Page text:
So this blond woman comes up and looks at me with her green cat eyes and says:
"You need a bit of time out from the kitchen Hermann, why don’t you come up to Whoop Whoop with us for a bit of R&R?" Jenn made it sound like this little exclusive retreat up on the plateau that even has it’s own private airstrip (just in case we might get a plane coming by ...). How could I possibly resist? I started visualising getting to use all the recreational facilities and maybe even do some drifting on the runway in a groomer (that’s the impression the boys gave me anyway, thanks Ross, Steve and Kyle.)
So Friday after smoko our own personal helicopter service (with Dave and Hayden spinning the blades on their pretty red Squirrels) delivered us all (Tim and Codey came up too to do some servicing and maintenance work) safely at the destination after a very scenic and enjoyable flight over the Vestfold Hills.
After the customary familiarisation and welcome cup of tea, I started enquiring about the recreational facilities and equipment and that green eyed woman who also happens to be the program and activity manager at this retreat gave me a follow me smile and led me to a pallet with four pink drums on it. She handed me one of those funny looking black hoses which didn’t quite look like those long heavy ropes at the gym (you know the ones you hold in each hand, squat down and shake like hell until you either have a heart attack or a hernia). This apparatus had some kind of handle attached on one end and a steel shaft on the other and turned out to be a manual fuel pump. So the first warm up activity was pumping about 200 litres of diesel into the generator tank. After a quick demo by that multi skilled facilitator she handed me that thing and got me to do a bit of cardio and upper body workout until my tank and the pink tank were almost empty.
After that I was lead to a long row of mostly snow and ice covered pink humps, another 80-90 fuel drums as it turned out. In parts they were stacked three deep and had been there the last two winters due to the lack of tourists last season…..straight away that looked like a fun activity. Ross and Kyle proved to be pretty smooth operators in their machines, so smooth in fact that I would almost let them do a bikini line in their groomers (ok, I said almost and a bikini line, not mine!) Sorry Steve, you’re not quite there yet….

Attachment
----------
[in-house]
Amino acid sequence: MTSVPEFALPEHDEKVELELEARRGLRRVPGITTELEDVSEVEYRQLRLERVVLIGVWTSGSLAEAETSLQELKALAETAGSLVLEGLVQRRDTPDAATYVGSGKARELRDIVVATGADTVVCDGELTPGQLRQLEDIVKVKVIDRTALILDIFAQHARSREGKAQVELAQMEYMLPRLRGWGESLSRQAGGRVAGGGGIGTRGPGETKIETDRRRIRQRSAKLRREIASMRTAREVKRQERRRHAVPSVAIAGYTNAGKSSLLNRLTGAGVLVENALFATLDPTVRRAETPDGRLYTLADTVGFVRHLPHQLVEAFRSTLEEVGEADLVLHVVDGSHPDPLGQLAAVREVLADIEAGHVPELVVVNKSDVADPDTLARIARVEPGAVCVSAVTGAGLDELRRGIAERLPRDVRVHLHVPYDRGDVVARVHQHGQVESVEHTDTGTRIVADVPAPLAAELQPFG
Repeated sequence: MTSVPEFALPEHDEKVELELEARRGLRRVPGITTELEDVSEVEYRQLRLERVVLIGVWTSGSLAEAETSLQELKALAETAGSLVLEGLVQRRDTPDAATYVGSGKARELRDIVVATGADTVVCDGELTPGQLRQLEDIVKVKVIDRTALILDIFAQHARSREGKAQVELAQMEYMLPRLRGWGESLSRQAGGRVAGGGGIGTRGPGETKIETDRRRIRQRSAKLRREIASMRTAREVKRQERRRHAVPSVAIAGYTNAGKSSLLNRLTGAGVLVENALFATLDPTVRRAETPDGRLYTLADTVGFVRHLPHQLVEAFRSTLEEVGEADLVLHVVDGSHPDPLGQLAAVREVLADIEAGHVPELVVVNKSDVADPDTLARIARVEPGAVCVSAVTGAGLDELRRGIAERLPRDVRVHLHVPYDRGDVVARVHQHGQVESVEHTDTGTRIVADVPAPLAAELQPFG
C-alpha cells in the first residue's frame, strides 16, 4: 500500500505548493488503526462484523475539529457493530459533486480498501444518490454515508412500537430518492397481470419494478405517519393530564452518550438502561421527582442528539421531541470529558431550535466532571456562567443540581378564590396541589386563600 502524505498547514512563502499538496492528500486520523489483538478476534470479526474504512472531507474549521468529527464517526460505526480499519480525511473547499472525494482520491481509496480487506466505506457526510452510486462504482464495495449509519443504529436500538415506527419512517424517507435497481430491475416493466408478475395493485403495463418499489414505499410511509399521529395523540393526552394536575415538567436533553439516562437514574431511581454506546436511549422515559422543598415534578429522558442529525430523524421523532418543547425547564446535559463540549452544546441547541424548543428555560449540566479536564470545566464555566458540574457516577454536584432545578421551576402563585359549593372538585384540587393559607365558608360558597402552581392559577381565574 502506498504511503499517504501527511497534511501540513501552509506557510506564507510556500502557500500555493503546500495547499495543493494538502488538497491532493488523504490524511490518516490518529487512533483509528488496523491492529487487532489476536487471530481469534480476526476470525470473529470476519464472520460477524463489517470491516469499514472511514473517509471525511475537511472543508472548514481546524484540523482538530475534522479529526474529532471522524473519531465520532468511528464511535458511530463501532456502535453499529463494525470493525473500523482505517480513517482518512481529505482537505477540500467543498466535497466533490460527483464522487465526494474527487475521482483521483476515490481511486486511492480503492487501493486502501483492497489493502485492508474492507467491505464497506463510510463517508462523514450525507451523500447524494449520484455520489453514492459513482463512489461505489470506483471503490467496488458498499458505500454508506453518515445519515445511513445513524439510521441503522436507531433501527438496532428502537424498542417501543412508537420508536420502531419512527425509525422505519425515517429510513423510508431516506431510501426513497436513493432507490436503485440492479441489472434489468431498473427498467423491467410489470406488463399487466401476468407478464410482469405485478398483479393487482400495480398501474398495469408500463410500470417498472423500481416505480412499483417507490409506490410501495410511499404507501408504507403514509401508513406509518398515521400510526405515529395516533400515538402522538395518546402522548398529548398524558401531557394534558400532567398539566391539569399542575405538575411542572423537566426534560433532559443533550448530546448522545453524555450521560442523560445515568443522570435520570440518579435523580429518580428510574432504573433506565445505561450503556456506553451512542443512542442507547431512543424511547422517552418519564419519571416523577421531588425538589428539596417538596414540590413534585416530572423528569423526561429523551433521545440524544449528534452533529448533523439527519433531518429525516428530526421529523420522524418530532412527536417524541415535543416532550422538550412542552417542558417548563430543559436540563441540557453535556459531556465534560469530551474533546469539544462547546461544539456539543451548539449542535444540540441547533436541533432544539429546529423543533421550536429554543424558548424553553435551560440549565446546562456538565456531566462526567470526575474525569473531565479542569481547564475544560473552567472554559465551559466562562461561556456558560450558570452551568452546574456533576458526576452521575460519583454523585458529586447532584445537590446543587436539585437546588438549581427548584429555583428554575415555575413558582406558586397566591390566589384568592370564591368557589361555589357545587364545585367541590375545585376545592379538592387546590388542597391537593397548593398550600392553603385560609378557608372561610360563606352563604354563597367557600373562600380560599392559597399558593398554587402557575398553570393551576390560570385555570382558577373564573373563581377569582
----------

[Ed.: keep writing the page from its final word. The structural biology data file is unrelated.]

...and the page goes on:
The rest of the digging had to be done by hand with a snow axe and shovel. My first shovel snapped in half after 4-5 hits and digs. With Tim lending a hand as well, the job got done in one day. All 123 drums stacked up in two lines on top of the ice and snow again, at least for the time being. After a quick runway inspection we settled down for a well-earned relaxing evening. My options for accommodation were to listen to Ross’s snoring (don’t know if he really does, could be just a rumour) or the humming of the generator outside. Since it was such a beautiful calm night I decided to bivvy out and found myself a good spot just behind Whoop Whoop’s Domestic Terminal. Was quite cosy and warm inside the bag and I managed about 6 hrs of good sleep, getting out in the morning in around -12 degrees which woke me up fairly quick!
After brekky a few more jobs had to be finished (yes, as in digging more snow, this time out of the Medical tent). After that I joined Steve in the groomer to give the runway a bit of a trim. The bugger didn’t want me to do any drifting on the runway as we were still anticipating a Basler to come in as the one single plane for the season on this particular runway.
After everything was packed up and securely locked (apparently it does get windy up there at times) we called our red taxis and got returned to the station safe and sound.
Thanks to Jenn and the AGSO team to let me prove once again that the chef is the hardest working one in the camp (just kidding; was just very lucky with the great weather we had, those guys have a tough gig up there when it turns). I had a great time (and the company was quite alright too!).